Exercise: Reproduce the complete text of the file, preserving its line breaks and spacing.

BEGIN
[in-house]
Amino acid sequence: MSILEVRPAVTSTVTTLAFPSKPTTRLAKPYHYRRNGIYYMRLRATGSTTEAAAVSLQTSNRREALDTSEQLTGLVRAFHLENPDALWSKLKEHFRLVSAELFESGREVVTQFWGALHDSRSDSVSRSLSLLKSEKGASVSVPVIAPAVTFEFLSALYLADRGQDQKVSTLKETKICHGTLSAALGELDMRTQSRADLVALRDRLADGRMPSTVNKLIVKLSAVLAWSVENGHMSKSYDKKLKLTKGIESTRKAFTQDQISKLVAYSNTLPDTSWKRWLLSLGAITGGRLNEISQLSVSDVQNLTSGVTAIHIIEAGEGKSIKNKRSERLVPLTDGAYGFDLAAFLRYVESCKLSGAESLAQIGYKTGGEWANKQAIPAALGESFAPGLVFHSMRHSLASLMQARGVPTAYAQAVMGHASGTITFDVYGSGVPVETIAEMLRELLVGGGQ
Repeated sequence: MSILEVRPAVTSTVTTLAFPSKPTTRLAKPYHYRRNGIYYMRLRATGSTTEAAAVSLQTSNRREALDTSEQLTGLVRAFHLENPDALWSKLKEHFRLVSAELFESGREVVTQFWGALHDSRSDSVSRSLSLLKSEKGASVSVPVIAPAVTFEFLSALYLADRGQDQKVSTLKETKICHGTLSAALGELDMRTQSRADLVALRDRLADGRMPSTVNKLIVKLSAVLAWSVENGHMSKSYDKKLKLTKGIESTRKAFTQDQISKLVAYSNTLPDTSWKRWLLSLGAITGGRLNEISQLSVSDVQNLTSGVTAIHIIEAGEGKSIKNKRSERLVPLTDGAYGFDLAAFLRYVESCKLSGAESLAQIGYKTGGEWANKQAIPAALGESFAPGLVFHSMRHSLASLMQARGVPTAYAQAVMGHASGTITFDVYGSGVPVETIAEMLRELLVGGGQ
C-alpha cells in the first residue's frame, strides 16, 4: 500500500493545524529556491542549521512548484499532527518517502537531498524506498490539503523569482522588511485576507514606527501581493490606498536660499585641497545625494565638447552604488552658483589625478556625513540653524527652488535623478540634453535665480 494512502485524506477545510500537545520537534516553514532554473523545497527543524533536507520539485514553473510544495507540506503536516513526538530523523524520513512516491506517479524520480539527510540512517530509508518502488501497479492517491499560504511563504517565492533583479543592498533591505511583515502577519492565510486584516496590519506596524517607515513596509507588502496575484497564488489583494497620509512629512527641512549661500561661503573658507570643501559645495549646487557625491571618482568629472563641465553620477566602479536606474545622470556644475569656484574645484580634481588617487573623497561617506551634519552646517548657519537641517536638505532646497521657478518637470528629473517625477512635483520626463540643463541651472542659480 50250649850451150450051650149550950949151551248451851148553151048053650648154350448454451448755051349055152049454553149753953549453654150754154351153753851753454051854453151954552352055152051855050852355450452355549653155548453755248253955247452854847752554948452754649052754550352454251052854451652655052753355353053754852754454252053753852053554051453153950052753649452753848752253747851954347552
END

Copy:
[in-house]
Amino acid sequence: MSILEVRPAVTSTVTTLAFPSKPTTRLAKPYHYRRNGIYYMRLRATGSTTEAAAVSLQTSNRREALDTSEQLTGLVRAFHLENPDALWSKLKEHFRLVSAELFESGREVVTQFWGALHDSRSDSVSRSLSLLKSEKGASVSVPVIAPAVTFEFLSALYLADRGQDQKVSTLKETKICHGTLSAALGELDMRTQSRADLVALRDRLADGRMPSTVNKLIVKLSAVLAWSVENGHMSKSYDKKLKLTKGIESTRKAFTQDQISKLVAYSNTLPDTSWKRWLLSLGAITGGRLNEISQLSVSDVQNLTSGVTAIHIIEAGEGKSIKNKRSERLVPLTDGAYGFDLAAFLRYVESCKLSGAESLAQIGYKTGGEWANKQAIPAALGESFAPGLVFHSMRHSLASLMQARGVPTAYAQAVMGHASGTITFDVYGSGVPVETIAEMLRELLVGGGQ
Repeated sequence: MSILEVRPAVTSTVTTLAFPSKPTTRLAKPYHYRRNGIYYMRLRATGSTTEAAAVSLQTSNRREALDTSEQLTGLVRAFHLENPDALWSKLKEHFRLVSAELFESGREVVTQFWGALHDSRSDSVSRSLSLLKSEKGASVSVPVIAPAVTFEFLSALYLADRGQDQKVSTLKETKICHGTLSAALGELDMRTQSRADLVALRDRLADGRMPSTVNKLIVKLSAVLAWSVENGHMSKSYDKKLKLTKGIESTRKAFTQDQISKLVAYSNTLPDTSWKRWLLSLGAITGGRLNEISQLSVSDVQNLTSGVTAIHIIEAGEGKSIKNKRSERLVPLTDGAYGFDLAAFLRYVESCKLSGAESLAQIGYKTGGEWANKQAIPAALGESFAPGLVFHSMRHSLASLMQARGVPTAYAQAVMGHASGTITFDVYGSGVPVETIAEMLRELLVGGGQ
C-alpha cells in the first residue's frame, strides 16, 4: 500500500493545524529556491542549521512548484499532527518517502537531498524506498490539503523569482522588511485576507514606527501581493490606498536660499585641497545625494565638447552604488552658483589625478556625513540653524527652488535623478540634453535665480 494512502485524506477545510500537545520537534516553514532554473523545497527543524533536507520539485514553473510544495507540506503536516513526538530523523524520513512516491506517479524520480539527510540512517530509508518502488501497479492517491499560504511563504517565492533583479543592498533591505511583515502577519492565510486584516496590519506596524517607515513596509507588502496575484497564488489583494497620509512629512527641512549661500561661503573658507570643501559645495549646487557625491571618482568629472563641465553620477566602479536606474545622470556644475569656484574645484580634481588617487573623497561617506551634519552646517548657519537641517536638505532646497521657478518637470528629473517625477512635483520626463540643463541651472542659480 50250649850451150450051650149550950949151551248451851148553151048053650648154350448454451448755051349055152049454553149753953549453654150754154351153753851753454051854453151954552352055152051855050852355450452355549653155548453755248253955247452854847752554948452754649052754550352454251052854451652655052753355353053754852754454252053753852053554051453153950052753649452753848752253747851954347552